We are in a recession. How can I tell? Politicians in Washington are arguing over a stimulus package. Political attention to the economy is an almost perfect indicator that it's lagging. If they're talking stimulus, the recession is already under way.
The economic effects of this recession will hit state and local government in six months to a year as revenues and budgets catch up with economic conditions. Right now, public managers have three choices: ignorance, illusion or innovation.
This is a particularly bad time for a recession. State and local governments have only just recovered from the last one. This time they will have even less to work with. Back in 2000, state reserves were equal to about 10 percent of budgets, and were on an upswing when the Internet bubble burst and the recession hit. This time reserves are just 7 percent, and falling. Furthermore, governments continue to face backbreaking increases in costs, especially for health care, that have been running well ahead of revenues in good times. Now the health care vise will crush state budgets, crippling education, human services, public safety, and environmental programs.
When state and local governments face these circumstances, they almost always do one of two things:
1. Ignore it and hope that it will go away. This is the Scarlett O'Hara approach: "I can't think about that now. I'll think about it tomorrow." It's still early, they tell themselves, let's not overreact. We can plug whatever holes we have now and wait to see what happens. History is clear about what happens to folks who choose this course. Special sessions have to be called, and executive orders issued, to fix the even bigger holes that develop later.
2. Create the illusion that government can keep on spending at current levels, and possibly even increase it, but without raising taxes, fees, etc. This is done in the name of protecting vital services or as a way to provide even more stimulus. It takes a special alchemy to turn a revenue shortfall into more spending. It can be done best by practicing what David Osborne and I called the "Seven Deadly Deceptions" in our book, The Price of Government. Disciples of these deceptions will combine interfund robbery, accounting gimmicks, borrowing, selling off assets, data manipulation, saving nickels and dimes at the expense of employees, and deferrals to make the impossible seem possible. As soon as they're done with this trickery, they will hold a press conference to announce their "creative" solution to a difficult problem. The truth, of course, is that they will have actually made a bad problem worse. These are nothing more than seven different ways to use onetime money to combat what will certainly be a multiyear problem. Next year the shortfall may well be deeper -- costs will continue to rise twice as fast as revenue, or even more, if revenue shortfalls worsen.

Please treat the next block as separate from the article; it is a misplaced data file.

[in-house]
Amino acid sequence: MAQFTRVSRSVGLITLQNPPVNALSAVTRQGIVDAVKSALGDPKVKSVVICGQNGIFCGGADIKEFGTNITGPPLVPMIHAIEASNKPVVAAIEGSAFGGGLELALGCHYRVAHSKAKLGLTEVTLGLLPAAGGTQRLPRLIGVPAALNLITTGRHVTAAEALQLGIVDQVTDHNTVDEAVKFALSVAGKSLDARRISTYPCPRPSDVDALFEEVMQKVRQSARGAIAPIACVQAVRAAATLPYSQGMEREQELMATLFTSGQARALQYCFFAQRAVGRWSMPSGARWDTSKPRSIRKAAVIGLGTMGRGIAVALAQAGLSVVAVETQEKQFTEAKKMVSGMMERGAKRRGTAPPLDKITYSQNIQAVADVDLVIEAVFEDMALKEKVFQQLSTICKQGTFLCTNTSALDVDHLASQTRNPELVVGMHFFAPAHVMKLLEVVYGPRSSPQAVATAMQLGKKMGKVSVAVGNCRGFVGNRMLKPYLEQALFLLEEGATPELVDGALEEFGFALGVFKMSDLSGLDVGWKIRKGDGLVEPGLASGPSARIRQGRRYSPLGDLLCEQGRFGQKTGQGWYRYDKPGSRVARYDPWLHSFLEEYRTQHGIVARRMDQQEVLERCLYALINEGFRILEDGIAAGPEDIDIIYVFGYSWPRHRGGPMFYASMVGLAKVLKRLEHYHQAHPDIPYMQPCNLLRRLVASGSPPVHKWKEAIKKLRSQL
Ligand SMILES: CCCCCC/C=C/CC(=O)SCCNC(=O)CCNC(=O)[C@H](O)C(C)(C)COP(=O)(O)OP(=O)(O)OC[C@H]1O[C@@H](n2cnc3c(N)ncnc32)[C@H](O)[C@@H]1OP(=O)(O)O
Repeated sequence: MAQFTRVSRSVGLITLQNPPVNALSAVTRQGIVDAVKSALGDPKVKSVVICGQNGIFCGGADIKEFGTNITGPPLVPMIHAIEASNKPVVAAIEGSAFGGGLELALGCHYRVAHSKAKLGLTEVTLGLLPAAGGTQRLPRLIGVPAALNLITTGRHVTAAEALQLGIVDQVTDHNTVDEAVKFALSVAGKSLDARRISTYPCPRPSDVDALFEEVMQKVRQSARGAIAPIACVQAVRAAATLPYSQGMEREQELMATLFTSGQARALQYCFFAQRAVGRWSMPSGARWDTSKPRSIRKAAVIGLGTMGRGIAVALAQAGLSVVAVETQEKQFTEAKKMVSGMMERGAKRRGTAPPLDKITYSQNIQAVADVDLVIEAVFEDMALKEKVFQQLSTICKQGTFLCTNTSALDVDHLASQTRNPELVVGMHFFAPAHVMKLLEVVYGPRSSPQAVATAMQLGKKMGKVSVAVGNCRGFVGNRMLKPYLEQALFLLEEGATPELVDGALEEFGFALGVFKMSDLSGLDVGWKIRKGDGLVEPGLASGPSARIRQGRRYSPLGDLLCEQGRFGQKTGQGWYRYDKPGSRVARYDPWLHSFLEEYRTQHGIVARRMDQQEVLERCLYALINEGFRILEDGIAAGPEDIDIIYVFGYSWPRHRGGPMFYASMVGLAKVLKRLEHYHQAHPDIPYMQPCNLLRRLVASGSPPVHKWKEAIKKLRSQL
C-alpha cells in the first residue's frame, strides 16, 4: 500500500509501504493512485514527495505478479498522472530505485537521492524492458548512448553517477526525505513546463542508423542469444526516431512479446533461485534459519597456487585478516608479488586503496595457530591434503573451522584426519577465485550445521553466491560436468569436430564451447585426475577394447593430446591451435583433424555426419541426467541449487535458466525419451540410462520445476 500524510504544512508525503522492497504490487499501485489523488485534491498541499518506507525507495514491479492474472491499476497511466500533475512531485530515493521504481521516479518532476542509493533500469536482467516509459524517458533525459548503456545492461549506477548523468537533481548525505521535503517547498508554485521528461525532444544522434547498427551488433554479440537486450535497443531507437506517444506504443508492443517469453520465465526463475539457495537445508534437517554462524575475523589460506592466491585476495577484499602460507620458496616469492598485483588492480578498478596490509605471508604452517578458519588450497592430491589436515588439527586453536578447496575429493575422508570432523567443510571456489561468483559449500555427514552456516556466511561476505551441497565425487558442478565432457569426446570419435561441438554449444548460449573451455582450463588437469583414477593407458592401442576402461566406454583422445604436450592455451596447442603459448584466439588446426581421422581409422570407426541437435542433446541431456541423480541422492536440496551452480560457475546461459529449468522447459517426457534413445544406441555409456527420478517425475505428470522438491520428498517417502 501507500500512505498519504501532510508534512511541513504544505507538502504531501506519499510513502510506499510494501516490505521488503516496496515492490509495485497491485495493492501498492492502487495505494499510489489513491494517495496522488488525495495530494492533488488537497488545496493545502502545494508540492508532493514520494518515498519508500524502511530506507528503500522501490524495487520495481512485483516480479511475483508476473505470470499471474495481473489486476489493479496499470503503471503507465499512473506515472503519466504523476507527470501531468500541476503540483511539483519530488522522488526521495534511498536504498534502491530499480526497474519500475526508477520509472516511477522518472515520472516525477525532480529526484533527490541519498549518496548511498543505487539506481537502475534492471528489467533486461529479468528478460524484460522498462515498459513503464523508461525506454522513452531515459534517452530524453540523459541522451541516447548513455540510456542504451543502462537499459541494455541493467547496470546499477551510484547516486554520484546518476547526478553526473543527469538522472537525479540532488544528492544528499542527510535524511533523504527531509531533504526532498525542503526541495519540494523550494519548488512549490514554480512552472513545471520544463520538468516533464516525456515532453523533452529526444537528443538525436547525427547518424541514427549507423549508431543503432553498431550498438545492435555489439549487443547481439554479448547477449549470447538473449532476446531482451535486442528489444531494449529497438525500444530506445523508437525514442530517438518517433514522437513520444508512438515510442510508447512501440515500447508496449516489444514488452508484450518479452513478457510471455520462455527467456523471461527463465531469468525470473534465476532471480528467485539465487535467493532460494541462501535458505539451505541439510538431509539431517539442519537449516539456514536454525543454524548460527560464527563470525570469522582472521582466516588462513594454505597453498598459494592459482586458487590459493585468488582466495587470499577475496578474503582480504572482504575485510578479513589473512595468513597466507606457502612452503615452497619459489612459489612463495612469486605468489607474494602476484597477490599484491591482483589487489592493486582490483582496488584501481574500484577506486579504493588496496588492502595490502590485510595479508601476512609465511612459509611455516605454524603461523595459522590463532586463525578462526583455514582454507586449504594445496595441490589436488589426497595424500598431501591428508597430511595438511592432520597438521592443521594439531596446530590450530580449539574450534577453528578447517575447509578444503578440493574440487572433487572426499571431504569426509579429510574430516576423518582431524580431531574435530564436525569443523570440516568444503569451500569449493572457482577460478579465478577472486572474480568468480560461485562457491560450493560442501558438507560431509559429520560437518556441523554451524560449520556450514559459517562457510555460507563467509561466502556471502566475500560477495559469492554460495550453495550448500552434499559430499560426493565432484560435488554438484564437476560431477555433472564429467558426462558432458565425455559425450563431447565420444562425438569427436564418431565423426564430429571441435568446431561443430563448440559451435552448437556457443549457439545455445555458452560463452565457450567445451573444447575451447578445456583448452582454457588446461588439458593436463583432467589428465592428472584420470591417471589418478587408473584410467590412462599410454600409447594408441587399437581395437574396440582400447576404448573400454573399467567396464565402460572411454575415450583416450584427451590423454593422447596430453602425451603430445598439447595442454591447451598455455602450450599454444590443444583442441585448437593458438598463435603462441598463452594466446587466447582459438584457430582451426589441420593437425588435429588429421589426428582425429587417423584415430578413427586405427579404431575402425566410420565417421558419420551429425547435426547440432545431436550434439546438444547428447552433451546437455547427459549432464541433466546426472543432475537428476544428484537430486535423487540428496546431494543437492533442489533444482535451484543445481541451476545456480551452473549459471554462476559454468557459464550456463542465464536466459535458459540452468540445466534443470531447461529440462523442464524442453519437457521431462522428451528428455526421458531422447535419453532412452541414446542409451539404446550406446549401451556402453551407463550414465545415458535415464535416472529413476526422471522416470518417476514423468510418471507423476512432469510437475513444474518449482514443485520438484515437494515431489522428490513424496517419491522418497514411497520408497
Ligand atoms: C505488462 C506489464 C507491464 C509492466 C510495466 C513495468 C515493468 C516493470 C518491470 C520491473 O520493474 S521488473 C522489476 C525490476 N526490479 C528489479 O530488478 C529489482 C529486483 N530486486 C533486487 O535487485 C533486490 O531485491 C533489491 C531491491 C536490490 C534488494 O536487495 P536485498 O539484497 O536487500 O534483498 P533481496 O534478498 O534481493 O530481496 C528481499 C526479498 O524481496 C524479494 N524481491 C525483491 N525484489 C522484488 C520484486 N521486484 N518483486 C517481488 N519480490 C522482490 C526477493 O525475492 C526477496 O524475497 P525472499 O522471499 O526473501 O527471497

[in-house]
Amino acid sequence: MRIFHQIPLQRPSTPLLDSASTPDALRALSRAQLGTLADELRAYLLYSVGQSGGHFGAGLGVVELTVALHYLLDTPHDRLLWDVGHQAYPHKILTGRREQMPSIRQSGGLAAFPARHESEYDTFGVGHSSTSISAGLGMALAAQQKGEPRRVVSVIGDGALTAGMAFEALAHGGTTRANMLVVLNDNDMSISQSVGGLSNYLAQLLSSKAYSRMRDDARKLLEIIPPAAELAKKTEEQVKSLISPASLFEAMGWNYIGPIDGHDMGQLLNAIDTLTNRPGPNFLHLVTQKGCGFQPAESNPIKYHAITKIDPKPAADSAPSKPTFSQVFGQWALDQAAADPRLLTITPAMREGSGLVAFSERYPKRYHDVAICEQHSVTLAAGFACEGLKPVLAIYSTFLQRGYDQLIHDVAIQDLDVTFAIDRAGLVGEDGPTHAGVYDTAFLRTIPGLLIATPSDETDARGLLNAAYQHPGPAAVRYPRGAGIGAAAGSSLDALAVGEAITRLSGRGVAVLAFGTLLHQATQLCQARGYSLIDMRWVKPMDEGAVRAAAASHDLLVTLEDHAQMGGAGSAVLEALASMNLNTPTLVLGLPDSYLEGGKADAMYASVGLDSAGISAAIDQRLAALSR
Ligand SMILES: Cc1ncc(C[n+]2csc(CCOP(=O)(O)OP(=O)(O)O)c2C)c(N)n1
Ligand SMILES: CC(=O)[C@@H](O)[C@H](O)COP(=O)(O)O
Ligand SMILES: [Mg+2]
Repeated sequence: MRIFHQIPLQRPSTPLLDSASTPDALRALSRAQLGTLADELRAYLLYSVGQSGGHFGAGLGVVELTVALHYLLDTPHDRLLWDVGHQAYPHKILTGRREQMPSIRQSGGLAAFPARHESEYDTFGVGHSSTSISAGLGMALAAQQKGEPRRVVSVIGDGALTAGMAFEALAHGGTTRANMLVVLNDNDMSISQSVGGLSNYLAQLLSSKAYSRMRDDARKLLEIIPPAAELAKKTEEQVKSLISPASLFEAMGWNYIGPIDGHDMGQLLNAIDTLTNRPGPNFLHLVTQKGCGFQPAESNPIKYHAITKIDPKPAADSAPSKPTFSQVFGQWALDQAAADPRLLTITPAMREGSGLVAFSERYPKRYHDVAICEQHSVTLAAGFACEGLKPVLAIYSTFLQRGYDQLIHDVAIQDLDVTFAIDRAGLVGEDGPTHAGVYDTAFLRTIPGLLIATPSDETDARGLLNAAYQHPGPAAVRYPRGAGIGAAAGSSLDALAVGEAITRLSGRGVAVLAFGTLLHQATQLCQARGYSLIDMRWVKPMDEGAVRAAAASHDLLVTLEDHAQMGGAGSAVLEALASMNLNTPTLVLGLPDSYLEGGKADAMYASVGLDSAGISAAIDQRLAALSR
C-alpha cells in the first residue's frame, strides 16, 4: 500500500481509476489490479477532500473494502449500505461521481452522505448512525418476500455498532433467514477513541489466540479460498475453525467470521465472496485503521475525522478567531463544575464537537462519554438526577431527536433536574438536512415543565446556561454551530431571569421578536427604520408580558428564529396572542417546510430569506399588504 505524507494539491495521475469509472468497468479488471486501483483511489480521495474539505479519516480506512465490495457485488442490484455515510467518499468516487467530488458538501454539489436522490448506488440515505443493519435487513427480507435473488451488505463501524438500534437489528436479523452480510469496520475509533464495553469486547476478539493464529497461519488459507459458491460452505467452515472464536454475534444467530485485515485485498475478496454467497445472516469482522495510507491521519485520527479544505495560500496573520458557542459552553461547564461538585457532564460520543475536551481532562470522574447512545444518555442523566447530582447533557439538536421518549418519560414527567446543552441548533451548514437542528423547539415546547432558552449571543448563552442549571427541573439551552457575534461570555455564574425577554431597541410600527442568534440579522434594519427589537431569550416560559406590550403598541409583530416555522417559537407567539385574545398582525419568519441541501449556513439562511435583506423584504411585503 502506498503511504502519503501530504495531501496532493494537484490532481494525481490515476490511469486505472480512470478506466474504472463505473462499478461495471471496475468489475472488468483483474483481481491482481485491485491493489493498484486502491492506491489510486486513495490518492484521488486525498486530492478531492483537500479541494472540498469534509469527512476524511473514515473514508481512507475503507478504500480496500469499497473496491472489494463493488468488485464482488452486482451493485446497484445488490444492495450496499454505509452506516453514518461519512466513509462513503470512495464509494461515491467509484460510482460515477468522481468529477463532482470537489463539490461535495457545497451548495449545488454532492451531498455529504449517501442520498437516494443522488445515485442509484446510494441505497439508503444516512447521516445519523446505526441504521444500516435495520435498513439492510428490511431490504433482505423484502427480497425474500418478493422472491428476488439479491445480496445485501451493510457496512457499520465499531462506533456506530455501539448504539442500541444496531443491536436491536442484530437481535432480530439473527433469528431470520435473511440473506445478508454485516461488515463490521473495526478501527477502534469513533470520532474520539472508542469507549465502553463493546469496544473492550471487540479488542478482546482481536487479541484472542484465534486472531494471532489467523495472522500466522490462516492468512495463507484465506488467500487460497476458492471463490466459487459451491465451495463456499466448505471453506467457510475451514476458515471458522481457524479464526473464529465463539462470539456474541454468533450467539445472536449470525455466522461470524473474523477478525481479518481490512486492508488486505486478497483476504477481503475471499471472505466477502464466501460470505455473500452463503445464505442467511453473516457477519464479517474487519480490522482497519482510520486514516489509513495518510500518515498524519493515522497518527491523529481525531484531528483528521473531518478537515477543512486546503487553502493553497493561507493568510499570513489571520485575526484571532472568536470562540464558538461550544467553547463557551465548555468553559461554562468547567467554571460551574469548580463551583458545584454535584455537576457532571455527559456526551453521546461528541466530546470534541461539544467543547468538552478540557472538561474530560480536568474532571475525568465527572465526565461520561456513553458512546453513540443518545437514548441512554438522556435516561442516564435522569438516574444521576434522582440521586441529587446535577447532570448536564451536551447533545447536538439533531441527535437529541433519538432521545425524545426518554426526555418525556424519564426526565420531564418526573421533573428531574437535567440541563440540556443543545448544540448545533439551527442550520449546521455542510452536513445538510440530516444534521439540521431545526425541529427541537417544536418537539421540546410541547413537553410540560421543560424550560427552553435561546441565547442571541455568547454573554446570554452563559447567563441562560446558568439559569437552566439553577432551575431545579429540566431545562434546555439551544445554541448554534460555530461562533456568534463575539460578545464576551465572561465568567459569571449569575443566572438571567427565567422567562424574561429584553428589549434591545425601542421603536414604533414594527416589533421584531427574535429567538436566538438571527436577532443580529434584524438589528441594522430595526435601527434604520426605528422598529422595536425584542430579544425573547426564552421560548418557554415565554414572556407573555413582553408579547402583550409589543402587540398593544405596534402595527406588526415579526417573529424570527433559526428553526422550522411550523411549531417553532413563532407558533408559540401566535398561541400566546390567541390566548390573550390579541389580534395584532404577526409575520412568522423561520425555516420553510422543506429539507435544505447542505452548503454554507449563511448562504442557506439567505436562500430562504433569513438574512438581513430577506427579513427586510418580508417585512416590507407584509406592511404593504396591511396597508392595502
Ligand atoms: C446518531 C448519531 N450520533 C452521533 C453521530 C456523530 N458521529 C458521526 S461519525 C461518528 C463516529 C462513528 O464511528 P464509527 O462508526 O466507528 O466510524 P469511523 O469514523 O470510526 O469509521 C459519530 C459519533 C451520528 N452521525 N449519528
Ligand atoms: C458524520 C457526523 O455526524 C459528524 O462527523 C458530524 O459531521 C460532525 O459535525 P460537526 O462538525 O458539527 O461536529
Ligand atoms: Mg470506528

There is a third choice.
3. Get real about changing or eliminating those elements that create costs for government but don't create a commensurate amount of public value for citizens. Here are the big ones:
o Health: 20-30 percent of costs in health care don't make us healthier, and may actually make us worse.
o Mistrust: Up to a third of government's overall costs pay to enforce rules, regulations and red tape. All too frequently, the corresponding level of compliance does not justify the cost of all this mistrust. For example, we spend a fortune trying and failing to get people to obey the speed limit, while we spend almost nothing to get those same people to voluntarily recycle.
o Education: The real cost to educate our kids has skyrocketed, and yet there has been little measurable impact on learning.
o Monopoly: Competitive contracting, even when government wins the competition, results in costs 15-30 percent lower than continuing government's monopoly.
When citizens pay the price of government they want value -- more every year -- just like they do from any other service provider.
We cannot address these costs, or create the value citizens expect, if we think that our only choice is more of the status quo. This recession is going to hit us pretty hard. We can ignore it and hope it won't get worse, and we can use fiscal illusions to paper over the problem in the short-term. Or we can get real, and use these tough circumstances as an opportunity to free ourselves from the status quo by finding innovative ways to deliver more value, not more illusions, to our citizens. Good managers balance budgets (or make the budgets appear balanced) while maintaining the status quo; leaders balance budgets by challenging the status quo and winning the competition for public support.
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